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Nike's new program will help you get rid of your old, smelly sneakers — here's how to try it out

Participating stores allow you to donate used athletic shoes of any brand, no matter the condition.

Move to Zero, get rid of your old, smelly sneakers

Photo Credit: iStock

As part of its Move to Zero program, selected Nike stores will take back your old shoes and athletic gear to help reduce the amount that ends up in the landfill.

How does the Move to Zero program work?

Even when your shoes can't handle another mile and your toes are starting to see daylight out of the ends of your sneakers, Nike wants them back.

Participating stores allow you to donate used athletic shoes of any brand, no matter the condition. Once you drop off your old Nike products, the team will sort through them to determine what can be recycled and what can be cleaned and donated. 

Most Nikes stores accept any brand of athletic sneakers. However, the company doesn't accept sandals, dress shoes, boots, or shoes with metal such as cleats or spikes. Some stores also accept clothing such as athletic tops or bottoms but don't accept socks, underwear, or clothes with metal fittings. You can find a list of all participating stores on the website.

Whether it ends up recycled into one of Nike's latest innovations or not, it all helps divert usable materials from ending up in the landfill.

Why is Nike's Move to Zero program important?

The fashion industry is a big contributor to the amount of waste in landfills with a huge 64% of the 32 billion garments produced each year ending up being trashed — every 16 seconds the equivalent of the height of the Eiffel Tower is added to the waste pile.

This is why brands, such as Nike, are moving towards a zero-waste goal. Nike is aiming to achieve both zero waste and zero carbon emissions through a variety of methods including using sustainable materials, investing in sustainable innovation, and increasing its recycling and reusing schemes like this one.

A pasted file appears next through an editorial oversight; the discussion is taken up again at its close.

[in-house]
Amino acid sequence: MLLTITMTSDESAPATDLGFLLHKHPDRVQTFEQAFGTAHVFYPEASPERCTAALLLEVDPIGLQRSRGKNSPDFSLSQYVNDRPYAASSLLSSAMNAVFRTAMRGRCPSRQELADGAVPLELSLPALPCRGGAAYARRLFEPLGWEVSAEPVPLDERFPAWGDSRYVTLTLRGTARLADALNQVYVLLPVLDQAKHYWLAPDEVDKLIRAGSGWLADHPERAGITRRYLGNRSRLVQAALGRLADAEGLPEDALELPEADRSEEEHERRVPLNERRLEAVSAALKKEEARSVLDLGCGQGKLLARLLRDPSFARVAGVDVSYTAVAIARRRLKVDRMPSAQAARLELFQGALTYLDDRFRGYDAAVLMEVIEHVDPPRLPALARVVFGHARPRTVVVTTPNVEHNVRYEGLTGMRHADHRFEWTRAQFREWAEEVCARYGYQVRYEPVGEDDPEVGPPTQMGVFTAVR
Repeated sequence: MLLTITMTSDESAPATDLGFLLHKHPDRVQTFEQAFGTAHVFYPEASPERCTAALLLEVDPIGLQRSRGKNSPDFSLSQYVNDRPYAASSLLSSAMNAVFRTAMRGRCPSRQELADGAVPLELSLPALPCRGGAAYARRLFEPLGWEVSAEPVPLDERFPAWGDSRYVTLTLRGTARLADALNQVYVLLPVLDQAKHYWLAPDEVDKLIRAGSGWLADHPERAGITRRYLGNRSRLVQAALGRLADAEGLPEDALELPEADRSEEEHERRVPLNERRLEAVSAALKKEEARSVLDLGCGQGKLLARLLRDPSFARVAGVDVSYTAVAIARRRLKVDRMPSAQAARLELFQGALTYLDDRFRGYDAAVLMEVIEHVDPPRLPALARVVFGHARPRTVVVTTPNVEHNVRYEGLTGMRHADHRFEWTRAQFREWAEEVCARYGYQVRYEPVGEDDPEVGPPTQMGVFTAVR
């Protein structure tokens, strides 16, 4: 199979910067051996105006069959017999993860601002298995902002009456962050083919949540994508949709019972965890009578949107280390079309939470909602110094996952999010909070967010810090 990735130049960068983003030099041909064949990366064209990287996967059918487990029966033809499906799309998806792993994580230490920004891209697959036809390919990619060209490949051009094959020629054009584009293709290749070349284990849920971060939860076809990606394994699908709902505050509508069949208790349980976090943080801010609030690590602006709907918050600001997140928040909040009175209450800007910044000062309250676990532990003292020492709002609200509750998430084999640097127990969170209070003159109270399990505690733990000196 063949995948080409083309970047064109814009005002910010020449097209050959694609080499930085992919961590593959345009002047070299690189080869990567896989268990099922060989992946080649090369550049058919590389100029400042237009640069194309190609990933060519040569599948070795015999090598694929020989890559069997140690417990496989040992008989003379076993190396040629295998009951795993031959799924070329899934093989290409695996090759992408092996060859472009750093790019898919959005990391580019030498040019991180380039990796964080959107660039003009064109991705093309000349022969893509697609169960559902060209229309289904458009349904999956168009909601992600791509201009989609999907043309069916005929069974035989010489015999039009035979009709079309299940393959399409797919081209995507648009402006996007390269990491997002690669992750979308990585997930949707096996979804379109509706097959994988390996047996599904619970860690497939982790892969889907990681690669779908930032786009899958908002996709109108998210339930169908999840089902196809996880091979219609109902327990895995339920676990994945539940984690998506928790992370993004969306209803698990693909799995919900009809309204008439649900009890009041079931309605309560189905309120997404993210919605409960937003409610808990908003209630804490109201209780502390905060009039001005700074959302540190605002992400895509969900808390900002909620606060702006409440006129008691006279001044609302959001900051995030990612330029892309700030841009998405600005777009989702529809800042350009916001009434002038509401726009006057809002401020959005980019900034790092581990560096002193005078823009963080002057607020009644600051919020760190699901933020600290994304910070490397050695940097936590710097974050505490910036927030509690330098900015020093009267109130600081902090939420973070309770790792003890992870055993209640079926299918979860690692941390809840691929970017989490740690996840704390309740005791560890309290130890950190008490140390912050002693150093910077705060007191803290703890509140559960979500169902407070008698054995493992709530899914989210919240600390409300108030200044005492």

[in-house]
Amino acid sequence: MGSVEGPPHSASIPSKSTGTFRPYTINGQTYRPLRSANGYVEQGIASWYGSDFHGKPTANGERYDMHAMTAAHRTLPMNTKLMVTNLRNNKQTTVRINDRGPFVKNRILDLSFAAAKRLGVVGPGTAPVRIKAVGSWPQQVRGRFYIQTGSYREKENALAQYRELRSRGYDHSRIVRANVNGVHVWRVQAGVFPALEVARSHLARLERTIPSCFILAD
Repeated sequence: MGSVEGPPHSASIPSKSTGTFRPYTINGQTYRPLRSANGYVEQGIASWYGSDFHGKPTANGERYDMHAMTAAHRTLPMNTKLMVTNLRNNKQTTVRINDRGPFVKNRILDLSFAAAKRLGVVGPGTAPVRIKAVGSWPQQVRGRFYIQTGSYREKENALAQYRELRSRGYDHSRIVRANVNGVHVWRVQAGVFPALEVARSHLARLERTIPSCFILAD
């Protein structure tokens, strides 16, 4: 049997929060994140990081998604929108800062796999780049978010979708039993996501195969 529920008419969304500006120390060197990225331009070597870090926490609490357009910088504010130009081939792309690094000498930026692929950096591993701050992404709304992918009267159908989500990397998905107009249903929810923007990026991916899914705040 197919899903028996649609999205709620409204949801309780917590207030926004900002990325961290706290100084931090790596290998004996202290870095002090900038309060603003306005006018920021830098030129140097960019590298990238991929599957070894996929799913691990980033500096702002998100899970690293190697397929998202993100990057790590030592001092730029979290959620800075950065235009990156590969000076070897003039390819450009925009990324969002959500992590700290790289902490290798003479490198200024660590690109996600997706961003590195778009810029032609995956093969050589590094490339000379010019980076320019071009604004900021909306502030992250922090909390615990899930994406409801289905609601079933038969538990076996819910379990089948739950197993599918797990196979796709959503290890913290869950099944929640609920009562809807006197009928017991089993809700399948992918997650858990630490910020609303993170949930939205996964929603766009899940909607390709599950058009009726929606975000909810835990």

John Hoke, chief design officer at Nike said, "At Nike, we believe in the unlimited potential of athletes. We have an obligation to consider the complete design solution, inclusive of how we source it, make it, use it, return it, and, ultimately, how we reimagine it."

"By focusing on progress and not perfection and by making better choices, we embrace the chance to reconsider our craft in hope that it forms a ground swell of change," he added.

Controversy surrounding the brand

While Nike's alleged commitment to sustainable initiatives is commendable, the brand has received mixed reviews on some of its recycling initiatives. 

The company's partnership with Kirei, a company that turns ground-up sneakers — called Nike Grind fluff — into acoustic sound baffles, is a prime example of upcycling goods in a valuable way to create useful new products and keep materials out of landfills.

But Nike has also been called out for sending small packets of the same Grind fluff in plastic keychains to consumers with new sneaker orders. Needless to say, inserting a pouch of ground-up plastic that most customers will end up tossing in the trash is not the portrait of sustainability. 

For those looking for another option, GotSneakers is a reputable sneaker recycling program that will even pay you to recycle your worn-out sneakers.

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